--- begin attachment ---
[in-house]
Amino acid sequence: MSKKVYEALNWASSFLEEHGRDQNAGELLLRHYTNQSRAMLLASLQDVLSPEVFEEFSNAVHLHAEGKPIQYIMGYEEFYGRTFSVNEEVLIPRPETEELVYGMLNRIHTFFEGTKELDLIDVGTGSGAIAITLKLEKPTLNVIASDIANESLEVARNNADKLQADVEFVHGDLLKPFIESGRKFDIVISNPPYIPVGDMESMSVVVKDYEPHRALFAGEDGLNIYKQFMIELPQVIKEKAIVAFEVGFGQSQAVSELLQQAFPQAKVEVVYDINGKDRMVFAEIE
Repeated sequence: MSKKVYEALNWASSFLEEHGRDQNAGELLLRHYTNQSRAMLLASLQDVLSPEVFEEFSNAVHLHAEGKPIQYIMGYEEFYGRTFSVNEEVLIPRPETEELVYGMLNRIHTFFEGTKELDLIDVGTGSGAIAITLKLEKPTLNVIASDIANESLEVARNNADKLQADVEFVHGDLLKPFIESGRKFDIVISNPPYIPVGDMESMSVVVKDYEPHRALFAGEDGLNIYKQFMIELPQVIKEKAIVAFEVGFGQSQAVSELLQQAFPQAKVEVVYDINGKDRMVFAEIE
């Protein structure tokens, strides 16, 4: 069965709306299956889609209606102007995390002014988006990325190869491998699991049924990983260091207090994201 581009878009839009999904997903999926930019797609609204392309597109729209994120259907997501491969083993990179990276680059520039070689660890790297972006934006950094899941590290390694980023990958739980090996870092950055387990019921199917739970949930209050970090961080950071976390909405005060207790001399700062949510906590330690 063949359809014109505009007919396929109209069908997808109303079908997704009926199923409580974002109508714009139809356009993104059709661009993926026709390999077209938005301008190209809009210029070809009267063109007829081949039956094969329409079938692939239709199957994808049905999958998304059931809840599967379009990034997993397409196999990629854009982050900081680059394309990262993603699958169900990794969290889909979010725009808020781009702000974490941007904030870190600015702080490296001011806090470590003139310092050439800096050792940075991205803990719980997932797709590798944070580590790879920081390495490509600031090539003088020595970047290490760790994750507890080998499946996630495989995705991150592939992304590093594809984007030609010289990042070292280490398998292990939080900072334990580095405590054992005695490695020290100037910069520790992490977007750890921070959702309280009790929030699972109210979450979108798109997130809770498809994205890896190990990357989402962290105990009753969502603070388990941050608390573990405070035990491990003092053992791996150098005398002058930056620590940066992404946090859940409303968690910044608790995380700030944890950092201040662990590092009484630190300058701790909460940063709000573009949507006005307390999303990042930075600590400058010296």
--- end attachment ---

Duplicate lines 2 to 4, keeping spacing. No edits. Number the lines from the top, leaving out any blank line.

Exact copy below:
Amino acid sequence: MSKKVYEALNWASSFLEEHGRDQNAGELLLRHYTNQSRAMLLASLQDVLSPEVFEEFSNAVHLHAEGKPIQYIMGYEEFYGRTFSVNEEVLIPRPETEELVYGMLNRIHTFFEGTKELDLIDVGTGSGAIAITLKLEKPTLNVIASDIANESLEVARNNADKLQADVEFVHGDLLKPFIESGRKFDIVISNPPYIPVGDMESMSVVVKDYEPHRALFAGEDGLNIYKQFMIELPQVIKEKAIVAFEVGFGQSQAVSELLQQAFPQAKVEVVYDINGKDRMVFAEIE
Repeated sequence: MSKKVYEALNWASSFLEEHGRDQNAGELLLRHYTNQSRAMLLASLQDVLSPEVFEEFSNAVHLHAEGKPIQYIMGYEEFYGRTFSVNEEVLIPRPETEELVYGMLNRIHTFFEGTKELDLIDVGTGSGAIAITLKLEKPTLNVIASDIANESLEVARNNADKLQADVEFVHGDLLKPFIESGRKFDIVISNPPYIPVGDMESMSVVVKDYEPHRALFAGEDGLNIYKQFMIELPQVIKEKAIVAFEVGFGQSQAVSELLQQAFPQAKVEVVYDINGKDRMVFAEIE
């Protein structure tokens, strides 16, 4: 069965709306299956889609209606102007995390002014988006990325190869491998699991049924990983260091207090994201 581009878009839009999904997903999926930019797609609204392309597109729209994120259907997501491969083993990179990276680059520039070689660890790297972006934006950094899941590290390694980023990958739980090996870092950055387990019921199917739970949930209050970090961080950071976390909405005060207790001399700062949510906590330690 063949359809014109505009007919396929109209069908997808109303079908997704009926199923409580974002109508714009139809356009993104059709661009993926026709390999077209938005301008190209809009210029070809009267063109007829081949039956094969329409079938692939239709199957994808049905999958998304059931809840599967379009990034997993397409196999990629854009982050900081680059394309990262993603699958169900990794969290889909979010725009808020781009702000974490941007904030870190600015702080490296001011806090470590003139310092050439800096050792940075991205803990719980997932797709590798944070580590790879920081390495490509600031090539003088020595970047290490760790994750507890080998499946996630495989995705991150592939992304590093594809984007030609010289990042070292280490398998292990939080900072334990580095405590054992005695490695020290100037910069520790992490977007750890921070959702309280009790929030699972109210979450979108798109997130809770498809994205890896190990990357989402962290105990009753969502603070388990941050608390573990405070035990491990003092053992791996150098005398002058930056620590940066992404946090859940409303968690910044608790995380700030944890950092201040662990590092009484630190300058701790909460940063709000573009949507006005307390999303990042930075600590400058010296």